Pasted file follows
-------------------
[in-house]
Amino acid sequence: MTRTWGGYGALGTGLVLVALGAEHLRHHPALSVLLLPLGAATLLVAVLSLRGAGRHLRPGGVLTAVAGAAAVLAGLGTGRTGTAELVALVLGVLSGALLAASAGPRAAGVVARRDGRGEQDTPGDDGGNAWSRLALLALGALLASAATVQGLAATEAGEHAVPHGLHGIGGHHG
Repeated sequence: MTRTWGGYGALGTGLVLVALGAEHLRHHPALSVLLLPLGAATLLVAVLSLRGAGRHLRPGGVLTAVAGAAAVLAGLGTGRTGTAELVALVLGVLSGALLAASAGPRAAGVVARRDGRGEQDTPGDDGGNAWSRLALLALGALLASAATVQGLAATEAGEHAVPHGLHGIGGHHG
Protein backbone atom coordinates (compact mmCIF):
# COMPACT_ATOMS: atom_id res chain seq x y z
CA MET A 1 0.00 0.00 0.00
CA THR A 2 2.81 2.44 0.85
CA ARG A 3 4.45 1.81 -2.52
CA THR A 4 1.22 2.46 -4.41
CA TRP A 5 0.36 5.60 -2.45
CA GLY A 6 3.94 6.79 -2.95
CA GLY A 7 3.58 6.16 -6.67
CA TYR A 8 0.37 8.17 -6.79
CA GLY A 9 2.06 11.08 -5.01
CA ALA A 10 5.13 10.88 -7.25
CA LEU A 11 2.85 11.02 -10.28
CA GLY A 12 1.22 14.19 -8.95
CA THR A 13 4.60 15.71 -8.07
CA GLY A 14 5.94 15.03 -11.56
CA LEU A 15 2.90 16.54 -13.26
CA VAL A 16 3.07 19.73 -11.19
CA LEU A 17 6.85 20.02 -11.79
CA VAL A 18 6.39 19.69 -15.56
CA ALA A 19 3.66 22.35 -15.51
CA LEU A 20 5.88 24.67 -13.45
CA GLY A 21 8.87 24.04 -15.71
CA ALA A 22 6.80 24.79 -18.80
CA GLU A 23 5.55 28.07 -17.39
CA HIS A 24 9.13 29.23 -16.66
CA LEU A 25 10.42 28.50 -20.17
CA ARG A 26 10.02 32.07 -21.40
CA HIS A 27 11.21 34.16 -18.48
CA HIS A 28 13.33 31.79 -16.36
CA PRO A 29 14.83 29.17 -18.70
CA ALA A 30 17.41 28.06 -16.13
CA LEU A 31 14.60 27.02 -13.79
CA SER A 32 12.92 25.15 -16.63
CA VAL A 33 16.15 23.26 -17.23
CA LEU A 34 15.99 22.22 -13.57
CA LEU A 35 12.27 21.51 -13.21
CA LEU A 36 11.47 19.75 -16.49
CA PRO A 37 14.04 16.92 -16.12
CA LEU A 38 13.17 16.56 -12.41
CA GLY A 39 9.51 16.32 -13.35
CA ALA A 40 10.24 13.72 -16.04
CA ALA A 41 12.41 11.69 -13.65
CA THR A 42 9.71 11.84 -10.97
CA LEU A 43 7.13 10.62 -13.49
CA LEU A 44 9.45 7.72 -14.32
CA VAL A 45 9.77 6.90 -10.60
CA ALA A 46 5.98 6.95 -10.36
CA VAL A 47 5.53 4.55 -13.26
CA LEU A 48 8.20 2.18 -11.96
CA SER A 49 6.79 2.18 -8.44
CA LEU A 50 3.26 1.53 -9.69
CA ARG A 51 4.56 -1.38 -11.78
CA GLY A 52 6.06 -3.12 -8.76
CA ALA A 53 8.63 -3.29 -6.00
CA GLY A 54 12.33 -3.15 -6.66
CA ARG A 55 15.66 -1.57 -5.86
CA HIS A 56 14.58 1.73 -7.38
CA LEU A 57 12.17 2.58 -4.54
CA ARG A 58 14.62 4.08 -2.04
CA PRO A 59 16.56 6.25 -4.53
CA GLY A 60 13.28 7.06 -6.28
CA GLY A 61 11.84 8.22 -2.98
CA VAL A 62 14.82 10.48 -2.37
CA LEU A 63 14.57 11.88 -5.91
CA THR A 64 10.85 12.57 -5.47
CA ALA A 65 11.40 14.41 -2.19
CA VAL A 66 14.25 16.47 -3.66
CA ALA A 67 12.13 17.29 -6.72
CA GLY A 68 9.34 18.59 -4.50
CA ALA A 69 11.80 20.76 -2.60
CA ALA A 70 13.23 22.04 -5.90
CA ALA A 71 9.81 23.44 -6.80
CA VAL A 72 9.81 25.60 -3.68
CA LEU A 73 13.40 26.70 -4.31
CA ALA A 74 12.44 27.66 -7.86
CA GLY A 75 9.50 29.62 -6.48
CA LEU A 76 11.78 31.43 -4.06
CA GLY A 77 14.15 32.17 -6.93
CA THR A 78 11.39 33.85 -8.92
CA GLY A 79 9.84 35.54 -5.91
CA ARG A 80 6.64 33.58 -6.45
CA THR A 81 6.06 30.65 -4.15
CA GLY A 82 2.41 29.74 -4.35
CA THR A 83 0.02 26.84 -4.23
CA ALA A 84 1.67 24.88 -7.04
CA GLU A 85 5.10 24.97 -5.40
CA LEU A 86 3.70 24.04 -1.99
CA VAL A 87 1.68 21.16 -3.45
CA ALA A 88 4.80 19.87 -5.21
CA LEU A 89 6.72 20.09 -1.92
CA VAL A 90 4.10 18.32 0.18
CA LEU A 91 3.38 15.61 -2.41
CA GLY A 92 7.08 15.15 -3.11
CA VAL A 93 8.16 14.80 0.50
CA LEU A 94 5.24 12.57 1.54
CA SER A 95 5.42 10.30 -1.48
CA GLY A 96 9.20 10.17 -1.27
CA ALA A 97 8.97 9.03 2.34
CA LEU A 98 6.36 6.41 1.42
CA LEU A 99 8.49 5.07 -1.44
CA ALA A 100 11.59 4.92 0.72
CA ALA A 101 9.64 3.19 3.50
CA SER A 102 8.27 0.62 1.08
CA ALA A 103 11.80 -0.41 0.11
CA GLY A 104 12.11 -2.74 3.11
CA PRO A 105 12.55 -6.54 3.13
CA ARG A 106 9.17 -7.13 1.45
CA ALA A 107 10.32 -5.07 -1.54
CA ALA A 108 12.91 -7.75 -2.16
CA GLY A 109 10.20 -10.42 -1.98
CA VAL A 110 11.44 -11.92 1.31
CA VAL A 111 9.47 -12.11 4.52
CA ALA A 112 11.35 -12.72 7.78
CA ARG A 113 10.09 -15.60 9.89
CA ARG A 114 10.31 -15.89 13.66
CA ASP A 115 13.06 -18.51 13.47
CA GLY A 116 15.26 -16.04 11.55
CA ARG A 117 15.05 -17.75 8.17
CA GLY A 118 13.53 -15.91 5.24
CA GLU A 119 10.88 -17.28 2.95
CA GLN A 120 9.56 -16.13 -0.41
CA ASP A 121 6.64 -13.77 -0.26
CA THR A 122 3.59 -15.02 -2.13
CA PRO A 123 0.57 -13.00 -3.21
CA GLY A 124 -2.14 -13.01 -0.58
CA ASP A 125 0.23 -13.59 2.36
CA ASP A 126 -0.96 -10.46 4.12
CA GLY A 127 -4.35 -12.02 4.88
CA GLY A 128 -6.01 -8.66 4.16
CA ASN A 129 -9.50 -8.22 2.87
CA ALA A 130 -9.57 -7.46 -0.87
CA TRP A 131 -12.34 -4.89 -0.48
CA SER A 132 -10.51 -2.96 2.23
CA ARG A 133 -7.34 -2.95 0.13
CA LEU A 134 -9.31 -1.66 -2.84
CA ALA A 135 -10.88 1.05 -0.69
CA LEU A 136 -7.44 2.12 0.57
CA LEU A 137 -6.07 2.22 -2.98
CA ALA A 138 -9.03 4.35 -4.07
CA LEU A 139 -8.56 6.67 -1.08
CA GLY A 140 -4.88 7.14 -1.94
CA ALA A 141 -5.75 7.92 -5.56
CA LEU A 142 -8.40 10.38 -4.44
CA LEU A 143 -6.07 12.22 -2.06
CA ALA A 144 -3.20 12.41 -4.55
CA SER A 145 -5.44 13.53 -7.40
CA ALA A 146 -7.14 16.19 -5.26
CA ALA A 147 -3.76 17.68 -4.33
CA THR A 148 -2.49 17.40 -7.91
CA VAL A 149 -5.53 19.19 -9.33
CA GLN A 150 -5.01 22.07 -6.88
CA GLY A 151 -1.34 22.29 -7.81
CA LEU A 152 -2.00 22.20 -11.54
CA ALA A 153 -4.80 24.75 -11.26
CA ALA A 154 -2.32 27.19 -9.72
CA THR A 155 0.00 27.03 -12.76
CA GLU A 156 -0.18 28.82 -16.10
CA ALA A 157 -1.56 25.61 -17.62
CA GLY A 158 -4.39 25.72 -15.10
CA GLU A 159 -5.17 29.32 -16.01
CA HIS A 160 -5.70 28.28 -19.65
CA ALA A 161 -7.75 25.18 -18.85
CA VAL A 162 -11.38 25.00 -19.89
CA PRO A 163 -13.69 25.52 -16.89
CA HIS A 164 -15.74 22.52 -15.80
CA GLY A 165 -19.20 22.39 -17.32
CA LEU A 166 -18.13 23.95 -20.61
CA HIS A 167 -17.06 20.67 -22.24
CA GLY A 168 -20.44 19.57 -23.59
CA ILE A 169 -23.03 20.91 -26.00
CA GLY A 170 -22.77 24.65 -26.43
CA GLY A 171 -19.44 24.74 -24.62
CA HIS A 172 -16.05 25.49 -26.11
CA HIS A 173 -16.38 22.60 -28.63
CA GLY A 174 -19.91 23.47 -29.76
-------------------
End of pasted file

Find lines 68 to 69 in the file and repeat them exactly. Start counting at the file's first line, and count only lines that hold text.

CA LEU A 63 14.57 11.88 -5.91
CA THR A 64 10.85 12.57 -5.47